American Diabetes Association
Download file
Download file
2 files

A diabetes genetic risk score is associated with all cause dementia and clinically diagnosed vascular dementia in the Million Veteran Program

posted on 2022-08-30, 18:18 authored by Elizabeth M Litkowski, Mark W. Logue, Rui Zhang, Brian R Charest, Ethan M. Lange, John E. Hokanson, Julie A. Lynch, Marijana Vujkovic, Lawrence S Phillips, Leslie A. Lange, Richard L. Hauger, Sridharan Raghavan, the VA Million Veteran Program (MVP)


Objective: Diabetes and dementia are diseases of high healthcare burden worldwide, and studies have shown that diabetes is associated with increased relative risk of dementia. We set out to examine whether type 2 diabetes-associated genetic variants were associated with dementia and if they differed by race/ethnicity or clinical dementia diagnosis.

Research Design and Methods: We evaluated associations of two type 2 diabetes genetic risk scores (GRS and GRS-NonAPOE: a score without rs429358, a variant associated with Alzheimer’s disease [AD]) with three classifications of clinical dementia diagnoses in the Million Veteran Program (MVP): all-cause-dementia, vascular dementia (VaD), and AD. We conducted our analysis stratified by European (EUR), African (AFR), and Hispanic (HIS) race/ethnicities. Results: In EUR, we found associations of the GRS with all-cause-dementia (OR = 1.06, P = 1.60e-07), and clinically diagnosed VaD (OR = 1.12, P = 5.2e-05) but not clinically diagnosed AD (OR = 1.02, P = .43). The GRS was not associated with any dementia outcome in AFR or HIS. When testing with GRS-NonAPOE, we found that effect size estimates in EUR increased and P values decreased (for all-cause-dementia OR = 1.08, P = 2.6e-12; for VaD OR = 1.14, P = 7.2e-07and for AD OR = 1.06, P = .018). For AFR, the association of GRS-NonAPOE and clinically diagnosed VaD (OR = 1.15, P = .016) was statistically significant.  There were no significant findings for HIS. Conclusions: We found evidence suggesting shared genetic pathogenesis of diabetes with all-cause-dementia and clinically diagnosed VaD.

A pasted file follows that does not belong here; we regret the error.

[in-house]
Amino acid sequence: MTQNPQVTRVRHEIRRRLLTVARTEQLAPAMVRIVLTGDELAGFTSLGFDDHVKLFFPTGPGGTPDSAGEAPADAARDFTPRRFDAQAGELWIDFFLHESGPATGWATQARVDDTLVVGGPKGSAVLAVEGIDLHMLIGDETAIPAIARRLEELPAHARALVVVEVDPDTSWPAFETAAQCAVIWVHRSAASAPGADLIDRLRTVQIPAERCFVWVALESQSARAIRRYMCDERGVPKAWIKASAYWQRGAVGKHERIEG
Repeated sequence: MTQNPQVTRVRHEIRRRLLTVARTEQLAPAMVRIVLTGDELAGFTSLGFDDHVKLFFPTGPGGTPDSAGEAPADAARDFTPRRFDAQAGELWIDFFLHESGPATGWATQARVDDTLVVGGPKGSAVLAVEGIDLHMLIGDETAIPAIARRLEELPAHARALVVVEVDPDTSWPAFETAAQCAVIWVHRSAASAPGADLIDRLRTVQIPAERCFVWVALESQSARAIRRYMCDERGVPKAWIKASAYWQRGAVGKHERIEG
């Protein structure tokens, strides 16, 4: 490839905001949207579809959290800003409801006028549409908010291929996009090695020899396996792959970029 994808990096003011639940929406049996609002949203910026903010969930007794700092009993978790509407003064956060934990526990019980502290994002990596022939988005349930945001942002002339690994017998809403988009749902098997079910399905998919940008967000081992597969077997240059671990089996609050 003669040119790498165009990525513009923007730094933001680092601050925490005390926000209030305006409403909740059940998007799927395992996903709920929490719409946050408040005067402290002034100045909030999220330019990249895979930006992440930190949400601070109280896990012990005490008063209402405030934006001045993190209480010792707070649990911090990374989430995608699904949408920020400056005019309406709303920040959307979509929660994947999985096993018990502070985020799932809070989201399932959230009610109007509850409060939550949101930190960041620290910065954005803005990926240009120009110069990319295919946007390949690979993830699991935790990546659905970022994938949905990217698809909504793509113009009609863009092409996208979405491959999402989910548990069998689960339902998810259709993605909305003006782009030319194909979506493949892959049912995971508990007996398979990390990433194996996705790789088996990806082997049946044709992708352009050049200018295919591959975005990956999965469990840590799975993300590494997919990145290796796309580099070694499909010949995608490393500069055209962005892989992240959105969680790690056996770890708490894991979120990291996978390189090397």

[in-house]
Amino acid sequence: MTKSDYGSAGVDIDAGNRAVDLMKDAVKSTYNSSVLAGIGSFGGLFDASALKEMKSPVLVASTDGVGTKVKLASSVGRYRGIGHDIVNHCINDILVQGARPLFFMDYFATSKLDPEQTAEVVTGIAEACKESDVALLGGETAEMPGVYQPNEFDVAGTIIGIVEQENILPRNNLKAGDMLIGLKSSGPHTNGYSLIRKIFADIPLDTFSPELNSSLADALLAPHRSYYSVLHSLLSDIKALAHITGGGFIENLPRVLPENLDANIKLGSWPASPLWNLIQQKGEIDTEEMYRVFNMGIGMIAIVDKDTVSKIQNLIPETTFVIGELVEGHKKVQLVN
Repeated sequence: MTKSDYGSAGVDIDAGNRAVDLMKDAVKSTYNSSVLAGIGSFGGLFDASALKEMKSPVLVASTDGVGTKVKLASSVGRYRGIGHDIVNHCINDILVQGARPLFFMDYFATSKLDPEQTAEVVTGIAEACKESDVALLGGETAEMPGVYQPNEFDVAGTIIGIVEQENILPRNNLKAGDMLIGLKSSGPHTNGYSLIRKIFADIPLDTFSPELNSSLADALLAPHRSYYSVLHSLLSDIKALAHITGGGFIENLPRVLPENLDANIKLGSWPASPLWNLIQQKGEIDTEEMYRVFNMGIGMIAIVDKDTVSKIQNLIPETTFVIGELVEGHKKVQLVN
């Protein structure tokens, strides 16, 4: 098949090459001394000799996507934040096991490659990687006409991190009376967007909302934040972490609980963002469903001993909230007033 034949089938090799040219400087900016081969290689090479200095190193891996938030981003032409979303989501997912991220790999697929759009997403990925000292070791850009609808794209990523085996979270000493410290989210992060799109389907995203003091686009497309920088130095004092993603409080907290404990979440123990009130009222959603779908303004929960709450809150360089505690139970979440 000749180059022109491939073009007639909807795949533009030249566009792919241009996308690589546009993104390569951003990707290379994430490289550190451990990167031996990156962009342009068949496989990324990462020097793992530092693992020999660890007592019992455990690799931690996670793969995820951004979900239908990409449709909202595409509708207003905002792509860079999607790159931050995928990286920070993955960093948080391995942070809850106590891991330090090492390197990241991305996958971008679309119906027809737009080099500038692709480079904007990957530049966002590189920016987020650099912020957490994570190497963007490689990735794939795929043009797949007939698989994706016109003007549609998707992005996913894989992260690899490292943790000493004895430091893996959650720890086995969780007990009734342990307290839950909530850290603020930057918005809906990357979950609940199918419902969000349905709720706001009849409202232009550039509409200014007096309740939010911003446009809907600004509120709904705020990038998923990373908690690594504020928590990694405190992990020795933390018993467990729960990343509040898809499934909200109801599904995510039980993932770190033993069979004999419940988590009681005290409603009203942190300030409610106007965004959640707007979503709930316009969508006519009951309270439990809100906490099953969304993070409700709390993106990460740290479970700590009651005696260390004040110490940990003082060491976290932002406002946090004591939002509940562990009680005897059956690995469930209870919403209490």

EML is supported by US National Institutes of Health award P30DK116073, and by funds from the Boettcher Foundation’s Webb-Waring Biomedical Research Program. Phenotype development in MVP was supported by US Department of Veterans Affairs award BLR&D 1 I01BX004192 (MWL PI). LSP is supported in part by VA awards CSP #2008, I01 CX001899, I01 CX001737, and I01 BX005831; NIH awards R01 DK127083, R03 AI133172, R21 AI156161, U01 DK098246, UL1 TR002378; and a Cystic Fibrosis Foundation award PHILLI12A0. RLH is supported by the Million Veteran Program MVP022 award # I01 CX001727, VISN-22 VA Center of Excellence for Stress and Mental Health (CESAMH), and National Institute of Aging RO1 grants AG050595 (The VETSA Longitudinal Twin Study of Cognition and Aging VETSA 4), AG05064 (Effects of Androgen Deprivation Therapy on Preclinical Symptoms of Alzheimer’s Disease), and AG065385 (Novel Antagonists of the N-terminal Domain of the CRF Receptor Type 1 for Alzheimer’s Disease). SR is supported by US Department of Veterans Affairs award IK2-CX001907, by US National Institutes of Health award P30DK116073, and by funds from the Boettcher Foundation’s Webb-Waring Biomedical Research Program. This research is based on data from the Million Veteran Program, Office of Research and Development, Veterans Health Administration, and was supported by awards MVP003, MVP009, MVP015, and MVP022. This publication does not represent the views of the Department of Veteran Affairs or the United States Government.